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Media Advisory / Hearing Scheduled for Ralph Nader N.C. Ballot Access Case

July 25, 2000

For Immediate Release
July 25, 2000

Contact Information:
Scott Schell, 212 998–6318

Media Advisory: Hearing Scheduled For Ralph Nader N.C. Ballot Access Case

What: A hearing in Nader v. Bartlett, a federal district court case challenging theconstitutionality of North Carolina’s ballot access laws as they affect new or minor political parties.

Who: Senior Attorney Glenn Moramarco and Staff Attorney Elizabeth Daniel of the Brennan Center for Justice at NYU School of Law are lead counsel.

Before Judge W. Earl Britt of the U.S. District Court for the Eastern District of North Carolina
Federal Courthouse, courtroom 2
Raleigh, N.C.

When: Monday, July 31, 9:30 a.m.

At Issue: The Brennan Center is asking the court to order the North Carolina Board of Elections to place the Green Party’s Presidential candidate Ralph Nader on the North Carolina ballot for the November 2000 general election. North Carolina’s ballot access rules for Presidential candidates are among the most restrictive in the nation. As stated in the Center’s brief, “…the defendants simply cannot justify the high hurdles that have been imposed on minor party candidates.”

Background: Ralph Nader is currently the highest polling third party or independent candidate for President in this election cycle and has a name recognition factor of 91 percent with the American people. With the national media’s political attention now shifting focus from Bush and Gore to candidates like Nader and Buchanan, the Presidential campaign season for third- party and independent candidates is just beginning. However, as far as North Carolina is concerned, the season for qualifying for the ballot is already over. Under North Carolina law, Nader had until June 15, 2000 to collect 51,324 signatures and have the signatures verified by the local Elections Boards. In order to yield 50,000 some valid signatures, a successful petition drive must aim to collect approximately 85,000 raw signatures, since not all collected signatures will be valid. Relying largely on volunteer signature gatherers as opposed to paid professionals, Nader was unable to meet the tight deadline imposed by the North Carolina Board of Elections.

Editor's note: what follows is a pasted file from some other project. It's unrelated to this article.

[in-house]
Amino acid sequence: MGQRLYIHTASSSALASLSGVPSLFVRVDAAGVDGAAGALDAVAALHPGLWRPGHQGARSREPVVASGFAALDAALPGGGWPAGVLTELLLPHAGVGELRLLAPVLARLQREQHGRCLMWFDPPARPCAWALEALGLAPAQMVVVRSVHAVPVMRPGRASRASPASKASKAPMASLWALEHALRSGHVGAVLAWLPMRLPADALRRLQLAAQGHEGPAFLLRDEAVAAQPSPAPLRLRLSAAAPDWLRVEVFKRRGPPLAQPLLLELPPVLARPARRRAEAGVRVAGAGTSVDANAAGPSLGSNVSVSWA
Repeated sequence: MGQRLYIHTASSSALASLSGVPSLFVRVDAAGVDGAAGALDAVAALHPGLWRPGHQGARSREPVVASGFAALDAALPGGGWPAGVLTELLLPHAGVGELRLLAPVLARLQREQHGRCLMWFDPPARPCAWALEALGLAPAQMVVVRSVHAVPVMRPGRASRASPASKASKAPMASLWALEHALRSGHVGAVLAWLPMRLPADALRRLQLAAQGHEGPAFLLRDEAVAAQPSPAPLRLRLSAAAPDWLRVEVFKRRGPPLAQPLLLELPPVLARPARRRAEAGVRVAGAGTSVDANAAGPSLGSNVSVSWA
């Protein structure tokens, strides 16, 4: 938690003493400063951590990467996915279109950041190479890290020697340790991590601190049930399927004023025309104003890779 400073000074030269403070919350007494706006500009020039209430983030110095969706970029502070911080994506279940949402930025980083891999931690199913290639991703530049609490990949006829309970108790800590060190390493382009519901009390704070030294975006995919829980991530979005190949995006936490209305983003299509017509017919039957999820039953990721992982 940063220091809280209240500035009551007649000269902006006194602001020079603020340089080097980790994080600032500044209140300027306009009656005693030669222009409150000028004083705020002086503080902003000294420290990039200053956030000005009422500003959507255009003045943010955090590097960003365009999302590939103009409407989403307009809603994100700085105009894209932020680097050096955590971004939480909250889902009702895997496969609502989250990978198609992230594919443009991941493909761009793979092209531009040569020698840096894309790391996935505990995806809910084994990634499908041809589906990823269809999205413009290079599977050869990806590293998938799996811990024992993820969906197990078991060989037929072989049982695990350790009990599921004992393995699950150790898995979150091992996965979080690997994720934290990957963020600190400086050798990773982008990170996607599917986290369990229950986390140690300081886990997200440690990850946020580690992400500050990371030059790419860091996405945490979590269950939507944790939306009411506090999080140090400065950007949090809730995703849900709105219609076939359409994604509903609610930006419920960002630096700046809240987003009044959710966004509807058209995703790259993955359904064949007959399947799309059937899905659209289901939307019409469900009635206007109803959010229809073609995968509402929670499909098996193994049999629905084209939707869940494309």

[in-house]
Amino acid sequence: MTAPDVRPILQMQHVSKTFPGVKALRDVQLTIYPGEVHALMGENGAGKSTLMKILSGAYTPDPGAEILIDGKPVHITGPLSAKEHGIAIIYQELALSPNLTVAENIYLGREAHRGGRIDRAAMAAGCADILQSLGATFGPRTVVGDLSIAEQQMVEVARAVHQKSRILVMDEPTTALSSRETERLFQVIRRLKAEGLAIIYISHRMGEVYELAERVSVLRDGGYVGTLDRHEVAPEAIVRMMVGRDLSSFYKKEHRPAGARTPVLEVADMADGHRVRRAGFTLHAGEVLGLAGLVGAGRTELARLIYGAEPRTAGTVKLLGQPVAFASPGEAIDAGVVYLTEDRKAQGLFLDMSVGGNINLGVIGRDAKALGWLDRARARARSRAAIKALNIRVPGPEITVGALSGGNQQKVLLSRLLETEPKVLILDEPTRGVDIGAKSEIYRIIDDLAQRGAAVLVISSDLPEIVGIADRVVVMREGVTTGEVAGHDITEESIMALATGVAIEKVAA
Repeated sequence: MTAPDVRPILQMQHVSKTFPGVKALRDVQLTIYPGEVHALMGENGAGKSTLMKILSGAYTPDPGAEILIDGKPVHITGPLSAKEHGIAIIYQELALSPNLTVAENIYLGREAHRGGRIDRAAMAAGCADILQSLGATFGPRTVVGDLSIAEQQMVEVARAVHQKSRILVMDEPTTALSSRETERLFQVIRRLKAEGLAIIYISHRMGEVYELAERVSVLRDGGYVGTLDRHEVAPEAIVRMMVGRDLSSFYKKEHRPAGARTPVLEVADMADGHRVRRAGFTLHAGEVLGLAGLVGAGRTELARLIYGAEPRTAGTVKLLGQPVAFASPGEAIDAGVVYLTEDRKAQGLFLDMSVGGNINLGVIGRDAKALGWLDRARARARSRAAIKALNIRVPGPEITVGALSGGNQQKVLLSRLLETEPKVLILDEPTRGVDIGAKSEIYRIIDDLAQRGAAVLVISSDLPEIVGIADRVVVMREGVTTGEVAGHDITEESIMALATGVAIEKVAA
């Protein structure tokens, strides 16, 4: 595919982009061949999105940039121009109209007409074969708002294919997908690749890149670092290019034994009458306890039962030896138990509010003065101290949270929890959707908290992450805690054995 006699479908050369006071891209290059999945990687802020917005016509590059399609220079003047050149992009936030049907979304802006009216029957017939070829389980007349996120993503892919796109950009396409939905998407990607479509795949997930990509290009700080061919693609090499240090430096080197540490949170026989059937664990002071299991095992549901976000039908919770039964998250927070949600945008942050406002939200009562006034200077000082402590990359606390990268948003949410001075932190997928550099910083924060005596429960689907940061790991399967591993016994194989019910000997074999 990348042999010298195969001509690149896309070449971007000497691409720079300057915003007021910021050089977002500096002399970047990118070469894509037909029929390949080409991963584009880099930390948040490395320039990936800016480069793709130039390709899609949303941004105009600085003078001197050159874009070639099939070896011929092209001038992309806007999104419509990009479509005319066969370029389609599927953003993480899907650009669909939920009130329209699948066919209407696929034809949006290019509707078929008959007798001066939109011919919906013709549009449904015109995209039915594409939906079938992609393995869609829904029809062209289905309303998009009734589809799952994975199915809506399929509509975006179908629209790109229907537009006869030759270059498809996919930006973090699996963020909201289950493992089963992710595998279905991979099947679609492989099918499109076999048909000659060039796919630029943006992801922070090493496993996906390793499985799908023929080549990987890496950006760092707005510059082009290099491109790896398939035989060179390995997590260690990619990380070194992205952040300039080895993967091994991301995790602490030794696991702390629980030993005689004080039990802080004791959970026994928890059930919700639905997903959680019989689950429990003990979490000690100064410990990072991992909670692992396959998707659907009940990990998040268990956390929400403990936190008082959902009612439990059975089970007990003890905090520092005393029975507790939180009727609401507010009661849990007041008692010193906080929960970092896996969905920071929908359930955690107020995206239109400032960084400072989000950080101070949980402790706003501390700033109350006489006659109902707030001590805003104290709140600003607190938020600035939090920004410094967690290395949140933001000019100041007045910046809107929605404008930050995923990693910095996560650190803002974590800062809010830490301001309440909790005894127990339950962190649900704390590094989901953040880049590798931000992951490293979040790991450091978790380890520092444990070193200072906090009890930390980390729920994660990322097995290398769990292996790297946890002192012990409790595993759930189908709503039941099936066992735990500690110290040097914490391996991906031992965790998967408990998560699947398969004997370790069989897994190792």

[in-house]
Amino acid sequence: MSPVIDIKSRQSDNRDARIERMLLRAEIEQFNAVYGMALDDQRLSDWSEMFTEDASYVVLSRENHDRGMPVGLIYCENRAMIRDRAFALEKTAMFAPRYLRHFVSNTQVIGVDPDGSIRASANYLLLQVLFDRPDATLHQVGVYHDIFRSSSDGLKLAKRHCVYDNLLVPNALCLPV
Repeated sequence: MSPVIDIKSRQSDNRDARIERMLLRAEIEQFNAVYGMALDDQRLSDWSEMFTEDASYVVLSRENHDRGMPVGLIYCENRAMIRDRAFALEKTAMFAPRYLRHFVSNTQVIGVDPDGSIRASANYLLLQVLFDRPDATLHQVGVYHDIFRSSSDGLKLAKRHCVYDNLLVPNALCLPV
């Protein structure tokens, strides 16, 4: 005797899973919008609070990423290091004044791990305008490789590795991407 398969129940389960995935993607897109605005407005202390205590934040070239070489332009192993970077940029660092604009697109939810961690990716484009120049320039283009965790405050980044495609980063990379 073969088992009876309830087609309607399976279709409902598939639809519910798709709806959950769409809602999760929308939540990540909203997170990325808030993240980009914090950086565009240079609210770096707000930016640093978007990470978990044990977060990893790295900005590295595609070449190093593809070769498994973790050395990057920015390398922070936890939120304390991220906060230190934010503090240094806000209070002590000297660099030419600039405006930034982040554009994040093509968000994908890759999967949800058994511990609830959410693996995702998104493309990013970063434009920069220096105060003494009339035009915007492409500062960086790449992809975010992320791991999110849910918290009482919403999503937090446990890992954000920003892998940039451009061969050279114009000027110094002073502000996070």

Recognizing the unfair and unconstitutional burden North Carolina’s ballot access rules place on new or minor political parties, the Brennan Center for Justice filed suit on May 15, 2000 to secure Nader a place on the North Carolina ballot.

Click here to download the brief.